World stock markets rebounded Monday after the Bush administration revived hopes of a bailout for troubled U.S. automakers and China announced a multibillion dollar plan to spur consumer spending.

Asia and Europe's advance was another sign world markets may be stabilizing, at least in the short term, from their dizzying declines over the last three months, analysts said.

The upward swing followed Wall Street, where stocks rallied from an early sell-off Friday as the Treasury Department said it was ready to assist Detroit's Big Three automakers after a $14 billion rescue plan died in the Senate.

U.S. stocks looked poised to build on last week's gains as Wall Street futures rose moderately. Dow futures were up 11 points, or 0.1 percent, at 8,700 and S&P500 futures rose 0.5 points, or 0.1 percent, to 885.90.

As in the U.S., investors appeared unfazed by dismal economic data. Japanese shares led Monday's advance even as the country's central bank released figures showing confidence at major manufacturers marked its sharpest drop in 34 years. China also largely shook off more bad news about waning factory output.

"Investors think the automakers are going to be rescued after all," said Nicole Sze, Singapore-based investment analyst at Bank Julius Baer & Co., which manages about $300 billion in assets.

"It does seem the market is reacting to stimulus and bailout measures positively and choosing not to focus on data showing a slowdown in growth," she said.

Tokyo's Nikkei 225 index jumped 428.79 points, or 5.2 percent, to 8,664.66 points, and Hong Kong's benchmark Hang Seng index added 288.56, or 2 percent, to 15,046.95 points.

Major European bourses opened higher with Britain's FTSE-100 up 1.3 percent, France's CAC-40 gaining 1.6 percent and Germany's DAX up 2.2 percent.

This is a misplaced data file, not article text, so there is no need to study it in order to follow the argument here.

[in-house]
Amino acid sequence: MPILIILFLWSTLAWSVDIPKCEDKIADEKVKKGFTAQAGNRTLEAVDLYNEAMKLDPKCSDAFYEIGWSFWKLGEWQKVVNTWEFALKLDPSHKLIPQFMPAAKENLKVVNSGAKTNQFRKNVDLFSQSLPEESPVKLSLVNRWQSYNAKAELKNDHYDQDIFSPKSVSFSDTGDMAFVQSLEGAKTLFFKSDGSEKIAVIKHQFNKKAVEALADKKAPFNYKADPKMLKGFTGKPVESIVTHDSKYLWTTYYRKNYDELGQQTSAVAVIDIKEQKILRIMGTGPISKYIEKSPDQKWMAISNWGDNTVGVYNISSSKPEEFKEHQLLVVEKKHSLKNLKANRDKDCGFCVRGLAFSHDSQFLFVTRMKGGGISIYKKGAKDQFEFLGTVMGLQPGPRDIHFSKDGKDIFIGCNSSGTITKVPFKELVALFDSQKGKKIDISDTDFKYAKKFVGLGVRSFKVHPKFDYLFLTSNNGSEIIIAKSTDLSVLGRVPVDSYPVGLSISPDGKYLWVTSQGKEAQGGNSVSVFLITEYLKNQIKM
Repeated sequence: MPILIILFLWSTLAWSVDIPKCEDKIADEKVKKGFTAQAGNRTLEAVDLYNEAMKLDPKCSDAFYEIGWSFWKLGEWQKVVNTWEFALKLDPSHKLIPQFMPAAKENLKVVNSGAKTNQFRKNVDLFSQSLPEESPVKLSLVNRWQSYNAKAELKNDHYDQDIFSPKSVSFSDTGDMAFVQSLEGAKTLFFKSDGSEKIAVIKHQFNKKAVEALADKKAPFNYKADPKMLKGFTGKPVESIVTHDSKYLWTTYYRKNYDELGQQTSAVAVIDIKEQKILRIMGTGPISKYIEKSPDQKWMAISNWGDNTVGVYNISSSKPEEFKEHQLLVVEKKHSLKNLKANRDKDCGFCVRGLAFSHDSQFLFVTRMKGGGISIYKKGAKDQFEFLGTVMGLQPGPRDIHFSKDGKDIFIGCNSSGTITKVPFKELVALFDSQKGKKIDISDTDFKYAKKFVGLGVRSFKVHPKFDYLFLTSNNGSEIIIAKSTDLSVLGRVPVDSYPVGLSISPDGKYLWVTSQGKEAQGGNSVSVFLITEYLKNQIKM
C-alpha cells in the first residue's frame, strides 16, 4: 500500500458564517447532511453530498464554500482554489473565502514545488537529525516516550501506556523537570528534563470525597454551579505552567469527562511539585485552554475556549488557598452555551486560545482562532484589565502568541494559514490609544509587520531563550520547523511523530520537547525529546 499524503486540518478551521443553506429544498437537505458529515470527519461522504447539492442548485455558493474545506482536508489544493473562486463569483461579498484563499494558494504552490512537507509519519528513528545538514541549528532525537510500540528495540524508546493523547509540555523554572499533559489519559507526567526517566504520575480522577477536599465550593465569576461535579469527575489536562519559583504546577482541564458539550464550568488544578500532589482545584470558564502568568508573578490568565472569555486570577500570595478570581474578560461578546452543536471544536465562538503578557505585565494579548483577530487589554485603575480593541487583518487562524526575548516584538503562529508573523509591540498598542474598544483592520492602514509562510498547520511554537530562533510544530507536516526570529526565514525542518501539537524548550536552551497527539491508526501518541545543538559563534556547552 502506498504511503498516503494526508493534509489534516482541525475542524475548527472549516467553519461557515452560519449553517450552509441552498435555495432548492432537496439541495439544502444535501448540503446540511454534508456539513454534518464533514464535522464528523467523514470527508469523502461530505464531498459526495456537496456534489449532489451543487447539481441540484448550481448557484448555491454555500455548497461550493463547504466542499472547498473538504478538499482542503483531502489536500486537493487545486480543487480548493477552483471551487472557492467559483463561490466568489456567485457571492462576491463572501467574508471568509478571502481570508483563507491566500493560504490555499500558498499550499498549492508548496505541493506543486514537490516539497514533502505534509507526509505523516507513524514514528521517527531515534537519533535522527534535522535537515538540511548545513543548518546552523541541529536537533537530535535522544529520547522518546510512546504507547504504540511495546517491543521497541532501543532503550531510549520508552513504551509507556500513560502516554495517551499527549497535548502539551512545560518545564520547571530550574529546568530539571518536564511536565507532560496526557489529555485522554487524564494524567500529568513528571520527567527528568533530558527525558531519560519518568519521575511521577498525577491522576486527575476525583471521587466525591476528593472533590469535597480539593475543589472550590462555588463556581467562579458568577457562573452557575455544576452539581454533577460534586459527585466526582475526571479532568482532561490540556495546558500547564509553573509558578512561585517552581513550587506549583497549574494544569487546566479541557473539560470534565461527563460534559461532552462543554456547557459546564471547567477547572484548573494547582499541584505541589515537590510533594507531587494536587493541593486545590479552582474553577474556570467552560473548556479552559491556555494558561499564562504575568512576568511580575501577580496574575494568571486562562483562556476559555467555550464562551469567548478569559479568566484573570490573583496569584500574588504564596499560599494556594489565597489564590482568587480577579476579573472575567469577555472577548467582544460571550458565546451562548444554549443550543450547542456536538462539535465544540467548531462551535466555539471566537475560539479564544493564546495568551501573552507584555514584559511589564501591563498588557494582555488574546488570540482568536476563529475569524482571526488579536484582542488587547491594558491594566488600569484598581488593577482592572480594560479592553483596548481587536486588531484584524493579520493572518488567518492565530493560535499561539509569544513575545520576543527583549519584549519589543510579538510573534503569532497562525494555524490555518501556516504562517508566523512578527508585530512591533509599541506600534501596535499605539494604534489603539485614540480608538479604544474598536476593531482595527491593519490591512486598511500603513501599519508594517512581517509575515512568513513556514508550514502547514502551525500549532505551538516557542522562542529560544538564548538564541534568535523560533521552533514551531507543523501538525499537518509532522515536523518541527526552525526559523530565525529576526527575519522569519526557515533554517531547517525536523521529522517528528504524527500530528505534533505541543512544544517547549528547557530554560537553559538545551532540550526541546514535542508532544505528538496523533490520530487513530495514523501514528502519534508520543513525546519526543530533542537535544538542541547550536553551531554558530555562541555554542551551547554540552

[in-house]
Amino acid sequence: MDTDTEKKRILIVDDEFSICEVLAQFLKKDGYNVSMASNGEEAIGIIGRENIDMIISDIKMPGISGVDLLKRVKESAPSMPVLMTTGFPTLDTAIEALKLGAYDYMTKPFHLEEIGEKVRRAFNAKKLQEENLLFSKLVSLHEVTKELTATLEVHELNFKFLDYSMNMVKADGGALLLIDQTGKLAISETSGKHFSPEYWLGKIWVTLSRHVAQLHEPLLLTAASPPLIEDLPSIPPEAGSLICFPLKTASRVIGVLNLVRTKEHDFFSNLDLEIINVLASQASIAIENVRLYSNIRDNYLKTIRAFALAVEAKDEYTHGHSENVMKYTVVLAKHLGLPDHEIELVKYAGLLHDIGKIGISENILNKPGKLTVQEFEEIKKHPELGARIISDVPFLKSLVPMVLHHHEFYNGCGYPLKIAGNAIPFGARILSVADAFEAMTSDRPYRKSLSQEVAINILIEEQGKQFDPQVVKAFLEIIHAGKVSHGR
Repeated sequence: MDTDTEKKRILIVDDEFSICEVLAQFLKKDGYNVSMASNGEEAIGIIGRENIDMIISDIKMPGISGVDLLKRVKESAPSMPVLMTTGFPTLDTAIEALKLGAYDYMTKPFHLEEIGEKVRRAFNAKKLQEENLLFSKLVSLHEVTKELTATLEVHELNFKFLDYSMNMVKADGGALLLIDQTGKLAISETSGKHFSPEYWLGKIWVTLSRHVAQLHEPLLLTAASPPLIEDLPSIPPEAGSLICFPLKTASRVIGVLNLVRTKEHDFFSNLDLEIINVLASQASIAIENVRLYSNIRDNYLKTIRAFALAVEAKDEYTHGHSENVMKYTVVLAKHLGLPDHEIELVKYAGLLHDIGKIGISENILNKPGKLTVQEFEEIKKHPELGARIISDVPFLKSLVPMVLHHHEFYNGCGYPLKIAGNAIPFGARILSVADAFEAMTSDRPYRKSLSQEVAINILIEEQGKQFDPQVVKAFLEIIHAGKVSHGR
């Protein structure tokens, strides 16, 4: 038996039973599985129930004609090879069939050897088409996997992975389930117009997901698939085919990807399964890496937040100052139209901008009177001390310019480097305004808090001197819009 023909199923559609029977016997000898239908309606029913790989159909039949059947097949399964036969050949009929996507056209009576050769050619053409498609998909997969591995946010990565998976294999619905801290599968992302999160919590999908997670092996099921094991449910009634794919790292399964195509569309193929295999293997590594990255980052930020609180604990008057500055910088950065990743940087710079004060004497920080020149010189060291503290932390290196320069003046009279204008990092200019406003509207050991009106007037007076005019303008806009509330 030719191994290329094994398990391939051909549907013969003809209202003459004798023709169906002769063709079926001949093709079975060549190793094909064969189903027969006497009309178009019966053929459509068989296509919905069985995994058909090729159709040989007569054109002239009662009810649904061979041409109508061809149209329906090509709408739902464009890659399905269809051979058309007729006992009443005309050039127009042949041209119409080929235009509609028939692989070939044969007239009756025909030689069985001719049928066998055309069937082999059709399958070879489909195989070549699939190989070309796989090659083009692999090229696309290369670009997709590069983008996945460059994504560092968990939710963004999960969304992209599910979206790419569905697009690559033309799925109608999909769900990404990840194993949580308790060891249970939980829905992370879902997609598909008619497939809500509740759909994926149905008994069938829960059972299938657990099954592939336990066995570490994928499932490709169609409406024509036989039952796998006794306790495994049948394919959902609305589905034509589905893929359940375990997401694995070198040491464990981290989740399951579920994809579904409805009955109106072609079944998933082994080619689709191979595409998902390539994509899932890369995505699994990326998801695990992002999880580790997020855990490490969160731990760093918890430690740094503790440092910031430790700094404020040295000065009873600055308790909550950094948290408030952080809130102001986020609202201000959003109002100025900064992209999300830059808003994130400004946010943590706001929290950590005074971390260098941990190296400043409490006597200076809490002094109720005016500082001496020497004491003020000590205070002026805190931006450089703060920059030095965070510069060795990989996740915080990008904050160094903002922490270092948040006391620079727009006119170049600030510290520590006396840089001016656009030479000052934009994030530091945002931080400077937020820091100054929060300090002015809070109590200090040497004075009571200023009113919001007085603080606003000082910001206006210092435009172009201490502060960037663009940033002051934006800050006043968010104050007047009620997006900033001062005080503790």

South Korea's Kospi rose 4.9 percent to 1,158.19 and major stock measures in Taiwan, India, Australia and Singapore were higher by 2 percent or more.

In mainland China, Shanghai's key index rose 0.5 percent to 1,964.37 after Saturday's announcement from the central government to increase the amount of money circulating in the economy next year to boost consumer spending.

Beijing's latest effort to keep the world's fourth-largest economy on track seemed to overshadow news that growth in China's factory output fell to its lowest level in nearly seven years. According to the government, industrial output rose 5.4 percent in November from a year earlier, down from October's 8.2 percent growth, as trade plunged.

Among Monday's top gainers were car companies as investors bet the Bush administration would tap a $700 billion financial bailout fund to aid U.S. automakers. General Motors Corp. and Chrysler LLC have said they could be weeks from collapse. Ford Motor Co. says it does not need federal help now, but its survival is far from certain.

South Korea's Hyundai Motor Co. soared 7.1 percent. In Japan, Toyota Motor Corp. surged 9.8 percent and Honda Motor Co. jumped 8.5 percent despite a strengthening yen, which erodes the earnings of Japan's exporters.

The dollar weakened to 90.84 yen from 91.15 late Friday, when it fell to 13-year low of 88.16 yen. The euro bought 1.3441 dollars.

Light, sweet crude for January delivery was up 10 cents to $46.38 a barrel, after reaching $47.64 earlier in the session, in electronic trading on the New York Mercantile Exchange by late afternoon in Singapore. The contract Friday fell $1.70 to settle at $46.28.